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Pirates of the Caribbean: Dead Men Tell No Tales – Movie Review

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Pirates of the Caribbean: Dead Men Tell No Tales – Movie Review

Rating: B- (Okay)

Trailer/Thumbnail Courtesy Walt Disney Studios

It’s remarkable the Pirates of the Caribbean films have lasted this long, considering what a risk the first movie was. Yet the swashbuckling adventure and Johnny Depp’s drunken antics excited audiences and we have been treated to four sequels of varying quality. Somehow, the sequels have never come close to capturing the fun and invention of the first chapter, though Pirates of the Caribbean: Dead Men Tell No Tales thankfully comes the closest. There are some clever set-pieces and imaginative concepts thrown into the movie with directors Joachim Ronning and Espen Sandberg going full tilt on this theme park ride turned feature film. It starts to lose that energy late in the game, but it’s a mostly refreshing return to the franchise’s simplicity.

The other sequels got far too convoluted and ridiculous in their plotting, with At World’s End proving to be the most exhausting of the bunch. Dead Men Tell No Tales has some occasional plot points that don’t stick, but Ronning, Sandberg and screenwriter Jeff Nathanson understand what made the initial adventure so appealing. The concept of the ghost ship presented here is distinct enough from Curse of the Black Pearl’s skeleton pirates, with the visual effects artists having a ball with depicting the vessel and its inhabitants. Some thought has been put into their mythology, including an extended flashback showing the origin of this curse. Disappointingly, Javier Bardem hams it up a tad too much, even for this franchise. There lacks the proper menace in Captain Salazar with the script taking him far too much into comedic territory.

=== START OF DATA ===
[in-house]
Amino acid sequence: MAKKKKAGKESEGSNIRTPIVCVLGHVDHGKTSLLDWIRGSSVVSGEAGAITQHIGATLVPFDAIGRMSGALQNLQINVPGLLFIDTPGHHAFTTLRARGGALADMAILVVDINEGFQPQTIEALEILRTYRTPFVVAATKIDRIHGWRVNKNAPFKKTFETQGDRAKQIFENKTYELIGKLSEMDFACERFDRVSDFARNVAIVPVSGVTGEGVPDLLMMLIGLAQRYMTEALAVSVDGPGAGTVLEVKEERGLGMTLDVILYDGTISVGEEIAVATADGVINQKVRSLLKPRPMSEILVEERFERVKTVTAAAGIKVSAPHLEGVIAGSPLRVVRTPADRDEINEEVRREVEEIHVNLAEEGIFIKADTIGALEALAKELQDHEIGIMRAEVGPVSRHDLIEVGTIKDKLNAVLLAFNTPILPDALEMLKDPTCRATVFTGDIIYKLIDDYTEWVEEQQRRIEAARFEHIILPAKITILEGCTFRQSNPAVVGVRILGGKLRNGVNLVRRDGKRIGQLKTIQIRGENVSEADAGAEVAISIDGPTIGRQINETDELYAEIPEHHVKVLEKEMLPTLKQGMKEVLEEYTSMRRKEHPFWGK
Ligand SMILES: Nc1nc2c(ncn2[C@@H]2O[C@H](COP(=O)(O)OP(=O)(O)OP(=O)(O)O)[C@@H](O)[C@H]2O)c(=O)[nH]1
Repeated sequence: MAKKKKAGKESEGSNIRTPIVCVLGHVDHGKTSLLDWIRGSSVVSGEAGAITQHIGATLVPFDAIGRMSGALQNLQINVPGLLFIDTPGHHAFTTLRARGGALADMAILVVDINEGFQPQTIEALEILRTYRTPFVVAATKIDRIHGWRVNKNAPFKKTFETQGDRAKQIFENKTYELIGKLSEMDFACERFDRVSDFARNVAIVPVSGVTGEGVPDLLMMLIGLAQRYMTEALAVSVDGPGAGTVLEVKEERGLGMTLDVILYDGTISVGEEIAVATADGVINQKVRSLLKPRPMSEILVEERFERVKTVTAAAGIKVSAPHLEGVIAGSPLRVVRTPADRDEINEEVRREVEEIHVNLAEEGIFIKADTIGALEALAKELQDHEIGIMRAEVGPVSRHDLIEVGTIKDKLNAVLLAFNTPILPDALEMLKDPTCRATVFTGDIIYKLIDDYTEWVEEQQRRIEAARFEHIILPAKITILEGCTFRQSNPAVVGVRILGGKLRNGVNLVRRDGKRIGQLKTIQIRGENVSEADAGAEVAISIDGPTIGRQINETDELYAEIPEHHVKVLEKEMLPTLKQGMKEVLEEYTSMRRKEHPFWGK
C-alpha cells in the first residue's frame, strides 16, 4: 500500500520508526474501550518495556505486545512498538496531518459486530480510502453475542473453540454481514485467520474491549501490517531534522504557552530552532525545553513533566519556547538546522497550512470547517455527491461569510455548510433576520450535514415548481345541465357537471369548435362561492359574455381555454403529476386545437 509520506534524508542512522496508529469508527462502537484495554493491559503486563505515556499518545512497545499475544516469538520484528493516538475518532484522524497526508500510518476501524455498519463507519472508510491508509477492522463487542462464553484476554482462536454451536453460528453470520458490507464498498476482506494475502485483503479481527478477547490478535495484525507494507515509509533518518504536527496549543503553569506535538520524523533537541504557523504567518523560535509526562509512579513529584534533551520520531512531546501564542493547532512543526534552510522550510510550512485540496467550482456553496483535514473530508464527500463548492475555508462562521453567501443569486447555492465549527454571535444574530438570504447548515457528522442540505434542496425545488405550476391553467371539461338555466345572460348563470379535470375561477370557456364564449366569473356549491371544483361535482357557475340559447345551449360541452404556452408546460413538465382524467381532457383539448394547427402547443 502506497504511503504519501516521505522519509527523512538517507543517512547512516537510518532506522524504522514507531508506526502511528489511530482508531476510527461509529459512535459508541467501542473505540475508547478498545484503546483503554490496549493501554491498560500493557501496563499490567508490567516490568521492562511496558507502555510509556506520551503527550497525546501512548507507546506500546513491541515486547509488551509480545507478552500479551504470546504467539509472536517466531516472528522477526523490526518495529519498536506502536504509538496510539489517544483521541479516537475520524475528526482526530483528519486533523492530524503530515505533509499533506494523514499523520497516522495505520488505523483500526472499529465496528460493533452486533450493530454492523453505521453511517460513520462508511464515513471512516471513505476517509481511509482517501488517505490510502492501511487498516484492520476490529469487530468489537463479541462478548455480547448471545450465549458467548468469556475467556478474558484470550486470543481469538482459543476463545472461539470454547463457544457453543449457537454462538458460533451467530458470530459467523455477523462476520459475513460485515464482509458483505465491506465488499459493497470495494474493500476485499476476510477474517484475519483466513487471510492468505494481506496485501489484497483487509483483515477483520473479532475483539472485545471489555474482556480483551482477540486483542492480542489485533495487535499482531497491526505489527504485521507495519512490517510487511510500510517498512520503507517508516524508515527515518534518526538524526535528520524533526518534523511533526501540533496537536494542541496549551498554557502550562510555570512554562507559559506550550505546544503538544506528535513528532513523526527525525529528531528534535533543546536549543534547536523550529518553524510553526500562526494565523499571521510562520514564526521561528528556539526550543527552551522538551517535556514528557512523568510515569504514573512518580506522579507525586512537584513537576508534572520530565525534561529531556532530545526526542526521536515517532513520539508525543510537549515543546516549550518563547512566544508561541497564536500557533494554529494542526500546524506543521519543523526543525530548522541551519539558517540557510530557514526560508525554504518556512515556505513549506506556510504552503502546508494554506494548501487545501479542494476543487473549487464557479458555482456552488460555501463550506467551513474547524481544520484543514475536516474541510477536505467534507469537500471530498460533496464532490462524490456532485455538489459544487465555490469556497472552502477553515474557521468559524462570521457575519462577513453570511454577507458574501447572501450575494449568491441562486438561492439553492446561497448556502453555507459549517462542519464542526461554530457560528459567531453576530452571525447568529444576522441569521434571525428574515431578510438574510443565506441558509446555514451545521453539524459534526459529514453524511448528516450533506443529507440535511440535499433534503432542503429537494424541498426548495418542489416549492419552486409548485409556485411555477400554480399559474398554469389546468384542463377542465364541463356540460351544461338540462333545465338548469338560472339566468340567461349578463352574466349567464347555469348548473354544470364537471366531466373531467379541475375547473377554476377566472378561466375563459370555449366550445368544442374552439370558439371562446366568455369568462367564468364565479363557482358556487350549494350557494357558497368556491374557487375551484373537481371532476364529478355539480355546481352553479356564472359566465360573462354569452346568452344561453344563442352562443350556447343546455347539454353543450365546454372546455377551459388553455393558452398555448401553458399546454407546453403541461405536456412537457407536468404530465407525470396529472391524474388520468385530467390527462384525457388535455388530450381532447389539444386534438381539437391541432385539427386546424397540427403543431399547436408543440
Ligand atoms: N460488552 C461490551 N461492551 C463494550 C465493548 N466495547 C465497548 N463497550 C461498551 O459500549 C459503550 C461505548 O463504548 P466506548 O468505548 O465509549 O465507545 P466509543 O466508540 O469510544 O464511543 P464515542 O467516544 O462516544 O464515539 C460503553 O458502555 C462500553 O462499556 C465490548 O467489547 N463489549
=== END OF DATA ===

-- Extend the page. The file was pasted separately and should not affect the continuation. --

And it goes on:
Johnny Depp’s popular Captain Jack Sparrow has shifted between endearing and annoying over the course of the franchise. Here, he slides back into endearing with the filmmakers utilising him just enough. The real focus of Dead Men Tell No Tales is on the young duo thrust into the adventure. Brenton Thwaites and Kaya Scodelario do act as substitutes for Orlando Bloom and Keira Knightley, but they are thankfully given goals and personalities of their own. The audience knows these two will be romantically entangled, so that’s not a focal point of these characters. In particular, Scodelario’s astronomer provides a humourous contrast to the old-fashioned pirates she has to deal with.

The action sequences have the proper liveliness and the sword-fighting remains excellently choreographed. It’s only at the end that the film starts to tire as it succumbs to noise and special effects. A couple of plot points feel tacked on and not needed in the grand scheme. A third act character reveal doesn’t add a whole lot to the proceedings and merely exists to give the finale some emotional heft that’s not earned. A promising early turn from Golshifteh Farahani as a witch is disappointingly short-lived as she suddenly disappears without a trace and has no further bearing of the plot. An attempt to de-age Jack Sparrow, using a technique that has become all too common in Disney tentpoles lately, doesn’t quite create the desired effect.

Within Disneyland’s own history, Pirates of the Caribbean stands out. It’s a theme park ride that almost celebrates pirates and the film series has followed suit. Dead Men Tell No Tales is easily the second best movie in this long-running franchise as it returns many of the joys of the first film to the screen. Some plot points don’t entirely work and like its predecessor, it starts to peter out in the finale. However, for the first two acts, there is the proper energy and swashbuckling mayhem. Even Jack Sparrow is a winning presence. An after-credits scene shows there is still interest at the top for more films. Hopefully, the upward swing in quality can continue.

 

Stefan Ellison
THE SCENE


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